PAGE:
Many important variables in biomedical studies of HIV/AIDS are ordered categorical. A few examples include WHO clinical stage, level of education, frequency of douching, stage of cervical lesions, self- reported condom use, and biallelic genotypes. Although ordinal variables are common, statistical methods that account for their ordered nature are lacking, particularly when the ordinal variable is a predictor variable. Most standard methods either treat the ordinal predictor as categorical (ignoring the order information) or continuous (making linearity assumptions). This proposal develops statistical methods that account for the ordered nature of ordinal variables without making linearity assumptions. The methods address situations when a predictor variable (X) is ordered categorical;the outcome variable (Y) is continuous, discrete, counts, time-to-event, or repeated measures;and there are multiple covariates (Z). The general approach is to fit appropriate regression models of Y on Z, and X on Z, and then to test for correlation between the residuals from these two models. The methods therefore rely on a new definition of residual for ordered categorical data. Statistical properties of this residual are evaluated, as well as its use in model diagnostics. Asymptotic properties of the residual- based test statistics are computed, relationships with other methods are derived, user-friendly software that implements these methods is developed, and the advantages of the new methods are studied using simulated and real data. The methods are applied to two HIV studies: The first assesses the effect of the frequency of douching on sexually transmitted infections among a cohort of adolescent females using marginal structural models. The second data application looks for human genetic polymorphisms associated with drug plasma levels, virologic failure, and toxicities for patients initiating an efavirenz- or abacavir-based antiretroviral regimen.

Public Health Relevance

The new methods are put into computer software and applied to studies of 1) the effect of douching on sexually transmitted infections among adolescent females, and 2) which patients may be able to better respond to specific HIV-treatments based on genetic patterns.

Agency
National Institute of Health (NIH)
Institute
National Institute of Allergy and Infectious Diseases (NIAID)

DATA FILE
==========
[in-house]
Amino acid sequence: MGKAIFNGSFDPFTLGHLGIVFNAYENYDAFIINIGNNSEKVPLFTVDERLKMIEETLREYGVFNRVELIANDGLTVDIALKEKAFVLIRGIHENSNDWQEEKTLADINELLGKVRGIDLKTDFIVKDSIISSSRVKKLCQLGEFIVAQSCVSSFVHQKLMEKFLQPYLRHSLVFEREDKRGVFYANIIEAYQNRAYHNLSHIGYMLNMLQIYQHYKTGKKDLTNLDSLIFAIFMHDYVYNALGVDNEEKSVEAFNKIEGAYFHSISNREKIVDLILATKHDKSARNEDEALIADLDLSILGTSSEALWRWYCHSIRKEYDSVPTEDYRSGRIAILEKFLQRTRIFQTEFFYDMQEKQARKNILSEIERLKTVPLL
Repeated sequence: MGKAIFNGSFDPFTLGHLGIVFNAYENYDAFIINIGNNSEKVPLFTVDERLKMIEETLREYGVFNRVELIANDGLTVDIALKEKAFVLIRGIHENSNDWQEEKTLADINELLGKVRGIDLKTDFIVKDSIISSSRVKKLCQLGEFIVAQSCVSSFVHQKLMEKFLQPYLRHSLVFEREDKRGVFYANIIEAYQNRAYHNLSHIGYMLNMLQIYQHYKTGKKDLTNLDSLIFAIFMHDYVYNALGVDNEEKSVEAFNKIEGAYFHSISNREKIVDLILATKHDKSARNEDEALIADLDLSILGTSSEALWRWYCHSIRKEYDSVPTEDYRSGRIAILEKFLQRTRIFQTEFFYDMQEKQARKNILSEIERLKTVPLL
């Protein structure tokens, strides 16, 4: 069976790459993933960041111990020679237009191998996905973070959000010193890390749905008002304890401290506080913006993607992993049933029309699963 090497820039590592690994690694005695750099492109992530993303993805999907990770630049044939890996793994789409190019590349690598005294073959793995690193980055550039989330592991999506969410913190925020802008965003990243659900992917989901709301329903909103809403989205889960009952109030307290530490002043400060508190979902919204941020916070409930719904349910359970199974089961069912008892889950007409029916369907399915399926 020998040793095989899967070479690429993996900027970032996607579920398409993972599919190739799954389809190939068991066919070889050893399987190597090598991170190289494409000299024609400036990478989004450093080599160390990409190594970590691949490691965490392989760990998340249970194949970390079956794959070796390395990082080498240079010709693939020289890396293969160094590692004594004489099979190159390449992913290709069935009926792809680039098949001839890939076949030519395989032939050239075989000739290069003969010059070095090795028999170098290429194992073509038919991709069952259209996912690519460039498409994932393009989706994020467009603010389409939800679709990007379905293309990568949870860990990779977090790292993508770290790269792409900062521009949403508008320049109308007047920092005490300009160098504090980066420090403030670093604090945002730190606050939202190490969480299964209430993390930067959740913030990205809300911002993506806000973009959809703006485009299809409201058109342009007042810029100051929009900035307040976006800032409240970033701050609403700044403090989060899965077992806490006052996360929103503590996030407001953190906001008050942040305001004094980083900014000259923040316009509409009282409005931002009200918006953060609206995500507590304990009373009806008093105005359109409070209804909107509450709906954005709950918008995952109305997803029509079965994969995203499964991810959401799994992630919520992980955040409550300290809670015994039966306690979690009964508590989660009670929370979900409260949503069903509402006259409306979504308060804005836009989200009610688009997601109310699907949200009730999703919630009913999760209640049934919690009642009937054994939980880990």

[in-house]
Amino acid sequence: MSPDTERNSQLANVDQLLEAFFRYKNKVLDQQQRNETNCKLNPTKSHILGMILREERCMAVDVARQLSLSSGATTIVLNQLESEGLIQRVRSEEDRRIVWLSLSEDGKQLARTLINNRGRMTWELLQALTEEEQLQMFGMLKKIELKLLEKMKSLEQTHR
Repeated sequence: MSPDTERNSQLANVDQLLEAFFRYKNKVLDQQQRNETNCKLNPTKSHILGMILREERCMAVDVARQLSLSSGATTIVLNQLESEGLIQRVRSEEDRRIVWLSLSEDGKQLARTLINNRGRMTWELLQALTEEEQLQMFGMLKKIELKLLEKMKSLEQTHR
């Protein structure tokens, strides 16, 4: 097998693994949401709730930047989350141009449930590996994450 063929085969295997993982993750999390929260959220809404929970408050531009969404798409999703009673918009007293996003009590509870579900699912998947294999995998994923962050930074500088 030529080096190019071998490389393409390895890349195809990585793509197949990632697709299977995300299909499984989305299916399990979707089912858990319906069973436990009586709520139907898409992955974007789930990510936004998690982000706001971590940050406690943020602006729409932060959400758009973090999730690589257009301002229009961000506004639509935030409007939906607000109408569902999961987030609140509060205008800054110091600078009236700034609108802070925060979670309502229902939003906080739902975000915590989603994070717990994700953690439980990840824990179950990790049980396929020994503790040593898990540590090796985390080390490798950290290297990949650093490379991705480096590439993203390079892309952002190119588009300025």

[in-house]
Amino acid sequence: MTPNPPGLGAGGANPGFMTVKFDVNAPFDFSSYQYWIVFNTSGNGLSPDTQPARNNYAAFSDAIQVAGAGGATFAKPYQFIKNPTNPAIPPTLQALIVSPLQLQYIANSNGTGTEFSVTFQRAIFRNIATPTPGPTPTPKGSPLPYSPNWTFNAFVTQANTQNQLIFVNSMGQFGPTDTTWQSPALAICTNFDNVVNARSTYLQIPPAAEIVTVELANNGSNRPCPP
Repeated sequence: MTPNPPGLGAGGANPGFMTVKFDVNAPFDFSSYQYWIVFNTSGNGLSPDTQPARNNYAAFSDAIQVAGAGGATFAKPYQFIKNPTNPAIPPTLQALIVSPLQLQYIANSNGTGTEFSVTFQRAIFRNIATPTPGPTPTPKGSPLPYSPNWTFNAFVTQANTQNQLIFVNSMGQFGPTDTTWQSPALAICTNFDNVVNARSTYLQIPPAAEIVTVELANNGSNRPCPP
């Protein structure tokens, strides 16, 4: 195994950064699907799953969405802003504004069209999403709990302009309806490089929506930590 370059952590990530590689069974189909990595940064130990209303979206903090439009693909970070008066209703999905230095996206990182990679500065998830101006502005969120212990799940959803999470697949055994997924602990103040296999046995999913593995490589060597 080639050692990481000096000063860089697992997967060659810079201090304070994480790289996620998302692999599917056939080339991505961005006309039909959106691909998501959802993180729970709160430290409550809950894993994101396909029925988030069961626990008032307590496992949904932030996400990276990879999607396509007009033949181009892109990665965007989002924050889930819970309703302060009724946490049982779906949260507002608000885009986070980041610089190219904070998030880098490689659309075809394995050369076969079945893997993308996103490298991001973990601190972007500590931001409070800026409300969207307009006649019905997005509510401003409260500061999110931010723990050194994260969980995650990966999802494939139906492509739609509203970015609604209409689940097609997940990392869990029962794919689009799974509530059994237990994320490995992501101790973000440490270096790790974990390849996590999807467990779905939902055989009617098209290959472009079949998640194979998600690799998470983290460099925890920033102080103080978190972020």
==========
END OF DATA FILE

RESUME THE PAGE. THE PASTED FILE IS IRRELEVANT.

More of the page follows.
Type
Research Project (R01)
Project #
5R01AI093234-03
Application #
8452139
Study Section
AIDS Clinical Studies and Epidemiology Study Section (ACE)
Program Officer
Gezmu, Misrak
Project Start
2011-05-18
Project End
2016-04-30
Budget Start
2013-05-01
Budget End
2014-04-30
Support Year
3
Fiscal Year
2013
Total Cost
$366,600
Indirect Cost
$131,600
Name
Vanderbilt University Medical Center
Department
Biostatistics & Other Math Sci
Type
Schools of Medicine
DUNS #
004413456
City
Nashville
State
TN
Country
United States
Zip Code
37212
Shepherd, Bryan E; Liu, Qi; Mercaldo, Nathaniel et al. (2016) Comparing results from multiple imputation and dynamic marginal structural models for estimating when to start antiretroviral therapy. Stat Med 35:4335-4351
Blevins, Meridith; Wehbe, Firas H; Rebeiro, Peter F et al. (2016) Interactive Data Visualization for HIV Cohorts: Leveraging Data Exchange Standards to Share and Reuse Research Tools. PLoS One 11:e0151201
Shepherd, Bryan E; Rebeiro, Peter F; Caribbean, Central, South America network for HIV epidemiology (CCASAnet) (2016) Assessing and interpreting the association between continuous covariates and outcomes in observational studies of HIV using splines. J Acquir Immune Defic Syndr :
Ray, Wayne A; Liu, Qi; Shepherd, Bryan E (2015) Performance of time-dependent propensity scores: a pharmacoepidemiology case study. Pharmacoepidemiol Drug Saf 24:98-106
Wanga, Valentine; Venuto, Charles; Morse, Gene D et al. (2015) Genomewide association study of tenofovir pharmacokinetics and creatinine clearance in AIDS Clinical Trials Group protocol A5202. Pharmacogenet Genomics 25:450-61
Shepherd, Bryan E; Blevins, Meridith; Vaz, Lara M E et al. (2013) Impact of definitions of loss to follow-up on estimates of retention, disease progression, and mortality: application to an HIV program in Mozambique. Am J Epidemiol 178:819-28
Gilbert, Peter B; Shepherd, Bryan E; Hudgens, Michael G (2013) Sensitivity Analysis of Per-Protocol Time-to-Event Treatment Efficacy in Randomized Clinical Trials. J Am Stat Assoc 108:
Antiretroviral Therapy Cohort Collaboration (ART-CC); Shepherd, Bryan E; Jenkins, Cathy A et al. (2013) Higher rates of AIDS during the first year of antiretroviral therapy among migrants: the importance of tuberculosis. AIDS 27:1321-9
Shepherd, Bryan E; Shaw, Pamela A; Dodd, Lori E (2012) Using audit information to adjust parameter estimates for data errors in clinical trials. Clin Trials 9:721-9
Li, Chun; Shepherd, Bryan E (2012) A new residual for ordinal outcomes. Biometrika 99:473-480

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